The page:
Long-term variability in Southern Hemisphere Δ14CO2 observed at Wellington, New Zealand
Abstract:Atmospheric Δ14CO2 measurements have been made at Wellington, New Zealand, since December 1954. This is the longest 14CO2 record available from anywhere in the world, predating the 14C bomb spike by several years and documenting the movement of the bomb spike into the Southern Hemisphere and other parts of the global carbon cycle. In more recent times, the spatial and temporal changes in Δ14CO2 are thought to be dominated by two main drivers: (i) the addition of 14C-free, fossil-fuel derived CO2, which occurs mainly over Northern Hemisphere continents, and (ii) the net flux of 14C-depleted CO2 into the atmosphere from the oceans, most strongly from the Southern Ocean. Thus Δ14CO2 measurements can provide key information on both the source and fate of fossil fuel CO2 emissions. In particular, Southern Hemisphere Δ14CO2 records have the potential to elucidate the mechanisms that drive Southern Ocean carbon exchange, a key component of the global carbon cycle.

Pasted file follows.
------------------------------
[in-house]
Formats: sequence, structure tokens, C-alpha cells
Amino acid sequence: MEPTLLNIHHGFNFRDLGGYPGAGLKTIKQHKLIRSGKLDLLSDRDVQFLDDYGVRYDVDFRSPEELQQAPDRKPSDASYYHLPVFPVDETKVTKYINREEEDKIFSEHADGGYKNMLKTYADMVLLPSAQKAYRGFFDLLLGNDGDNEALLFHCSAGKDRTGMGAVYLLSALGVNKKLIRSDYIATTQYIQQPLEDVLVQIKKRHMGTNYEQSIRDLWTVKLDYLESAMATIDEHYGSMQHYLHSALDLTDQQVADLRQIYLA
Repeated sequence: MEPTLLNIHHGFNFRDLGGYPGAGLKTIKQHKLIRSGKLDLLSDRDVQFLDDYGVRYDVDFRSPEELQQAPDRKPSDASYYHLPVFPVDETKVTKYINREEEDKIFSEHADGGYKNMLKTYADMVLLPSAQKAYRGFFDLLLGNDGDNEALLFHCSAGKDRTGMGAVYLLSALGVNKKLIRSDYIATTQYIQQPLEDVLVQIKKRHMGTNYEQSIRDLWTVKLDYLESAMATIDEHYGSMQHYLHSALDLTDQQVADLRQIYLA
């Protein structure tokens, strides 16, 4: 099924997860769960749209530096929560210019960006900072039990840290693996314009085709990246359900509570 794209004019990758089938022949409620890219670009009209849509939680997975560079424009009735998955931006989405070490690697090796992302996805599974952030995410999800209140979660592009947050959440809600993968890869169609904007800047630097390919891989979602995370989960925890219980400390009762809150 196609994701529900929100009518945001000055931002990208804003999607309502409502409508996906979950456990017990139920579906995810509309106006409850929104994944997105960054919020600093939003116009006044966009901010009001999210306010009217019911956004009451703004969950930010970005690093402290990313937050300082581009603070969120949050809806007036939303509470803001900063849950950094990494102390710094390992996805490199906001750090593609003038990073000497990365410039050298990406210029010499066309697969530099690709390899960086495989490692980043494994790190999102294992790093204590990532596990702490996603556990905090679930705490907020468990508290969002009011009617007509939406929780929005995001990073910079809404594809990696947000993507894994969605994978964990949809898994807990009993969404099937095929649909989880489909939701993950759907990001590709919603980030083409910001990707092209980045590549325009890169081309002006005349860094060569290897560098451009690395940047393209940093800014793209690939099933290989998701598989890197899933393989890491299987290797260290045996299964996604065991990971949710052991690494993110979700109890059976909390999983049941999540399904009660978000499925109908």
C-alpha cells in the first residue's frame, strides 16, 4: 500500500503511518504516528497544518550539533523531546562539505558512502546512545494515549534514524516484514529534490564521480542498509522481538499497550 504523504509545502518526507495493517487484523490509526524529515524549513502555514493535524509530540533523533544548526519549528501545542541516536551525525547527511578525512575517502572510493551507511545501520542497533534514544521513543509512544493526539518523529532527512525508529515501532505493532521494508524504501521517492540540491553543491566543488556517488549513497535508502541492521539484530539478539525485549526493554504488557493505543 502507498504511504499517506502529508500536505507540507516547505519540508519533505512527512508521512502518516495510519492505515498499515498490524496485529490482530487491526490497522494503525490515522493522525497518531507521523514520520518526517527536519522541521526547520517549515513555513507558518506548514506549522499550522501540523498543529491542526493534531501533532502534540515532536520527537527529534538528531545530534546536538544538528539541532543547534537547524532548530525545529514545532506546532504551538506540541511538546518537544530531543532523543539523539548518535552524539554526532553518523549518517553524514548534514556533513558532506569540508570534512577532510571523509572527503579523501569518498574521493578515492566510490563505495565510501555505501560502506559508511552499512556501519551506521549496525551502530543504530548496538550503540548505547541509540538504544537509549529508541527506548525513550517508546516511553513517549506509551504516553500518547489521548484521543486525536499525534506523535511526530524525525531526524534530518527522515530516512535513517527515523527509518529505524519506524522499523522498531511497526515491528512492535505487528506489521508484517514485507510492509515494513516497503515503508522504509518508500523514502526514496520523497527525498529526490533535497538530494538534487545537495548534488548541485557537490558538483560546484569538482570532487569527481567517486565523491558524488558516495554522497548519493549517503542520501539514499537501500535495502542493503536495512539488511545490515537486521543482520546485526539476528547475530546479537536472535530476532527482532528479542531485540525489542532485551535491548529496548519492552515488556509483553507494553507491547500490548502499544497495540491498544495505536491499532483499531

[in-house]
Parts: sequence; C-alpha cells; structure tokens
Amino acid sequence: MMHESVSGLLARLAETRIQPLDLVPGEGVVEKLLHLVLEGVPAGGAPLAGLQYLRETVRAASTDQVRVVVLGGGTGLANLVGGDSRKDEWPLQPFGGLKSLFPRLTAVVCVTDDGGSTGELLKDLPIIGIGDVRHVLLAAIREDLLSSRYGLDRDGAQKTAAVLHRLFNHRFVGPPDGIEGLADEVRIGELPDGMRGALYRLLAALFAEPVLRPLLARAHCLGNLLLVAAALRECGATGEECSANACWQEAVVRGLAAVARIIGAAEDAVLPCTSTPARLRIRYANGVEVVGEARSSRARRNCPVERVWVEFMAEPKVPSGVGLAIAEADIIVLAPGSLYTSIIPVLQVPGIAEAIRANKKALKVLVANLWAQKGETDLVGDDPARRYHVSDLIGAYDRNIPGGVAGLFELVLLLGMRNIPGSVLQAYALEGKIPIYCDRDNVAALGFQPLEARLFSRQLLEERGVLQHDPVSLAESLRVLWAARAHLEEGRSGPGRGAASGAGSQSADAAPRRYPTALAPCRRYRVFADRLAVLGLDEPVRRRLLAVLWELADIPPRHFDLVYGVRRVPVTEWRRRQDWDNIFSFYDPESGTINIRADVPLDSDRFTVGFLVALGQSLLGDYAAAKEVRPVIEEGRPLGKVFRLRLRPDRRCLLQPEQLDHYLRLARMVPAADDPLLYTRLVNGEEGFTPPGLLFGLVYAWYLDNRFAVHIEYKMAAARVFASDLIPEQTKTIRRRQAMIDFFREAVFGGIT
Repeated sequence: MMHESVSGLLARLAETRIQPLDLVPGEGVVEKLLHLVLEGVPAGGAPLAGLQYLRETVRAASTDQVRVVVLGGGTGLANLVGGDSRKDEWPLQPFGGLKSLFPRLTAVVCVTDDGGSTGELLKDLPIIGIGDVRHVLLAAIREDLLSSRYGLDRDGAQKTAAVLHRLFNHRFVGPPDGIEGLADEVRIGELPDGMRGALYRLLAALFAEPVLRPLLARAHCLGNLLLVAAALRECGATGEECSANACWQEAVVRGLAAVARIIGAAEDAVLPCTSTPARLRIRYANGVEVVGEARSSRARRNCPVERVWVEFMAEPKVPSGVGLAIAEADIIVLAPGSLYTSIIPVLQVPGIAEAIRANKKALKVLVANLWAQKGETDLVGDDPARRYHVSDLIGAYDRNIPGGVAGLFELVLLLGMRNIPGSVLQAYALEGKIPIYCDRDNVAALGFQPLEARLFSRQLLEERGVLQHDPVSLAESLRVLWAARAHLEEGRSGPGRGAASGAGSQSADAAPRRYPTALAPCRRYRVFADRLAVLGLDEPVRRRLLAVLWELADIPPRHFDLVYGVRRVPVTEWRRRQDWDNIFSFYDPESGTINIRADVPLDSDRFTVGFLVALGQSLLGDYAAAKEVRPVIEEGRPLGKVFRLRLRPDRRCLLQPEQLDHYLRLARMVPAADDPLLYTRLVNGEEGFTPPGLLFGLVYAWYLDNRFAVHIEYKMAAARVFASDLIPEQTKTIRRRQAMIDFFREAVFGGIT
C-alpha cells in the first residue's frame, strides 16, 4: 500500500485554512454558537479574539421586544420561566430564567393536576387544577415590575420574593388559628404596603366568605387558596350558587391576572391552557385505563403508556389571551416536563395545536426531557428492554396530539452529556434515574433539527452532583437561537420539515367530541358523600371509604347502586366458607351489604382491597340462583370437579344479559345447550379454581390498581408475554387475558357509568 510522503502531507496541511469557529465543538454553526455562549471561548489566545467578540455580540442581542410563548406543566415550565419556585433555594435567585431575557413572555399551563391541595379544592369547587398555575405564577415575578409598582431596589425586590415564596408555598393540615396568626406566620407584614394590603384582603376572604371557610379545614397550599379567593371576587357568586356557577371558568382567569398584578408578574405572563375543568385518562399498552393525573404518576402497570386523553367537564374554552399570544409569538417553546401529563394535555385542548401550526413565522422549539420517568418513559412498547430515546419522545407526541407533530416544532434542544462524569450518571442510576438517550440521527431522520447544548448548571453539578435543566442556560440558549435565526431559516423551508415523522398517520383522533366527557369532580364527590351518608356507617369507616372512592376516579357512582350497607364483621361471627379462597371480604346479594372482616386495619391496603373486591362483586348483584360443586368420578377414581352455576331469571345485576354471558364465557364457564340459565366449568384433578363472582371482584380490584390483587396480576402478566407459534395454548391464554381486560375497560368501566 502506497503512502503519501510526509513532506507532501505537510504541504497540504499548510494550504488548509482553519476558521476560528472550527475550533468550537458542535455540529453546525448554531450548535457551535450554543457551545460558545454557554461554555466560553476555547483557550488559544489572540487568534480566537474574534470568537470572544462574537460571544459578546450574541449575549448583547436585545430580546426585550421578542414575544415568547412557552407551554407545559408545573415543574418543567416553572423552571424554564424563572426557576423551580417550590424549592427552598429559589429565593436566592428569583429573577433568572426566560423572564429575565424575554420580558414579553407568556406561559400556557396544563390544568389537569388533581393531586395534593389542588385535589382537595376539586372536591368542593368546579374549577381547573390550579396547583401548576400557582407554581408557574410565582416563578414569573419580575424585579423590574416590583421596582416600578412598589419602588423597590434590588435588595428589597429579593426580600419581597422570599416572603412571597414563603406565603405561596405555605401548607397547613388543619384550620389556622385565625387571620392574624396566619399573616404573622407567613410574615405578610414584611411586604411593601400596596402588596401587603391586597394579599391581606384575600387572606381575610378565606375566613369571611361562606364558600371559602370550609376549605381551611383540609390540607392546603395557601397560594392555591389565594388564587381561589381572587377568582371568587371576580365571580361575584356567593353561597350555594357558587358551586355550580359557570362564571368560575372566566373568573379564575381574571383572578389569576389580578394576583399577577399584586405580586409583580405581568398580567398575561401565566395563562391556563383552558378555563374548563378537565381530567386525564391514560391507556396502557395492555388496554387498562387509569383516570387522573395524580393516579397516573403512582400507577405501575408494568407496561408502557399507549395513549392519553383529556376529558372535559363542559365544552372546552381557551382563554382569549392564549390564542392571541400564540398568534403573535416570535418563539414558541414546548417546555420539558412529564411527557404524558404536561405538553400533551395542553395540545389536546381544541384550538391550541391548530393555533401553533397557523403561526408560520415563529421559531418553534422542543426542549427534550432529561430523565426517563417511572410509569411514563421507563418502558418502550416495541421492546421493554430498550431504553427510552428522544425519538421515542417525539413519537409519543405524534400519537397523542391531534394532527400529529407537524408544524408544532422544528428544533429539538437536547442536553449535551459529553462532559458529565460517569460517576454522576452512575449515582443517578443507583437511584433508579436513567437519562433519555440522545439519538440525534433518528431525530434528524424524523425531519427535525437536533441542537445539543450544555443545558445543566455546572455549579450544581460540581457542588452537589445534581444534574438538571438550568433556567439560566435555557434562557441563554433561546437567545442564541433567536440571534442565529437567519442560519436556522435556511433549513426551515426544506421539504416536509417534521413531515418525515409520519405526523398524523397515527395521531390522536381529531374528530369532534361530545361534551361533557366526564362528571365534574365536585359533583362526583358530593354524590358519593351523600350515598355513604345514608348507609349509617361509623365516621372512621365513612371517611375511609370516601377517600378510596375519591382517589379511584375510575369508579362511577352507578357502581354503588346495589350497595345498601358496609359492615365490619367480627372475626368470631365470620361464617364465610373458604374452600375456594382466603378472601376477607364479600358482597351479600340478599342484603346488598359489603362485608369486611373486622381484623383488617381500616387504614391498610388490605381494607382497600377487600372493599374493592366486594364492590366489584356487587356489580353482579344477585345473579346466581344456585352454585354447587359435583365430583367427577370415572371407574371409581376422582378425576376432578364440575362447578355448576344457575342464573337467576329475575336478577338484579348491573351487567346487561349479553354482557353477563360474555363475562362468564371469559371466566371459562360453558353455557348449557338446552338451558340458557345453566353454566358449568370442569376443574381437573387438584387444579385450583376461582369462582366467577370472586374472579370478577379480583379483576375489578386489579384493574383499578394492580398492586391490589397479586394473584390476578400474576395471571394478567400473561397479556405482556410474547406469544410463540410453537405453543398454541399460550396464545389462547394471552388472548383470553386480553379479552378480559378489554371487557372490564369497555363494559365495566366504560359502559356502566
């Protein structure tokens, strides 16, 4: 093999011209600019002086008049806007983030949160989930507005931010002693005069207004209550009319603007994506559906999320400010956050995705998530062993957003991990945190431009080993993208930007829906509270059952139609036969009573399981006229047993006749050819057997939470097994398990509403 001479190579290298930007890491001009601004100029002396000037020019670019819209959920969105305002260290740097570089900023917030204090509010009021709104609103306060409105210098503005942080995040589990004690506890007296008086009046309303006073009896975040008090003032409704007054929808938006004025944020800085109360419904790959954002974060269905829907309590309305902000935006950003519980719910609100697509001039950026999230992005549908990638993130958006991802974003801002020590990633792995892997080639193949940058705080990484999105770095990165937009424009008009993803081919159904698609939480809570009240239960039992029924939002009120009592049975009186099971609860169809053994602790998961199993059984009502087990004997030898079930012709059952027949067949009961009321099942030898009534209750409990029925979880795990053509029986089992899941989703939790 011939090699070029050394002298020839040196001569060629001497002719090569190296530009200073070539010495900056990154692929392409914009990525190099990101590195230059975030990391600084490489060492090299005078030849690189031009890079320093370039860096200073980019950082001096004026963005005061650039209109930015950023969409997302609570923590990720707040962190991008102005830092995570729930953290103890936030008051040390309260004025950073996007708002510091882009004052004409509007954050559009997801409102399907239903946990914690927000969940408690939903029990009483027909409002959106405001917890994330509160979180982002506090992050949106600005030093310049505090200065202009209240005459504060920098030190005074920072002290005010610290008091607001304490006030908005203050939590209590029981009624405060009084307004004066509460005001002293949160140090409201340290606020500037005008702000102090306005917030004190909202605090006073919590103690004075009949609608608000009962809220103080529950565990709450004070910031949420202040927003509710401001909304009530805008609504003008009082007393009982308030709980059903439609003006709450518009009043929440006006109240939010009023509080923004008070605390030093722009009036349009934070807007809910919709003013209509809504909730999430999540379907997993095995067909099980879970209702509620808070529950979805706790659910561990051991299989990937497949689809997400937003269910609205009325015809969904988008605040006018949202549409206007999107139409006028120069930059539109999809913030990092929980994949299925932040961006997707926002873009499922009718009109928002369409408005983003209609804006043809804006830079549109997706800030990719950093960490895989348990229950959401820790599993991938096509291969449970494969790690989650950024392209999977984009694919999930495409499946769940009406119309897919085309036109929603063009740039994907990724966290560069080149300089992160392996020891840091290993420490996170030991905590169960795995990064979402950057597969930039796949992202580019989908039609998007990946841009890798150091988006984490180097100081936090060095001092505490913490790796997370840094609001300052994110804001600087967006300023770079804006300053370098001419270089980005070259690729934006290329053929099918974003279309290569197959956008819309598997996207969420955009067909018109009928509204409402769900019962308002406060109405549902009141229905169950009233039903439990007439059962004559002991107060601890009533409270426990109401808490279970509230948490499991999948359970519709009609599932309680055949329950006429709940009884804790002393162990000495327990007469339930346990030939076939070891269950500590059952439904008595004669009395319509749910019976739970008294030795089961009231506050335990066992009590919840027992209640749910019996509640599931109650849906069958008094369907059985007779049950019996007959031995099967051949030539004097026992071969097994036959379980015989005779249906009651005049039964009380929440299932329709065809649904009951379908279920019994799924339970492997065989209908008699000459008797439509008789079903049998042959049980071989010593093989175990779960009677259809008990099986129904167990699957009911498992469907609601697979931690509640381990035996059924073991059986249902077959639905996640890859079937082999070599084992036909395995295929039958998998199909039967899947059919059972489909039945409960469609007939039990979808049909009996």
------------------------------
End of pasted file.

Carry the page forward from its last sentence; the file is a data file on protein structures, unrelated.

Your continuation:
We will present an updated Wellington Δ14CO2 record. It is primarily based on ~2 week integrated samples collected by CO2 absorption into NaOH solution. The results have now been thoroughly reviewed, revised where necessary, and extended through to 2014. In addition, we use a series of new measurements on archived “NaOH” samples, archived whole air flask samples and tree rings to span gaps in the main record and to re-measure key periods, thereby producing a record with lower variability and higher precision. We use new modeling tools to examine the causes of the temporal variability in the Wellington 14CO2 record.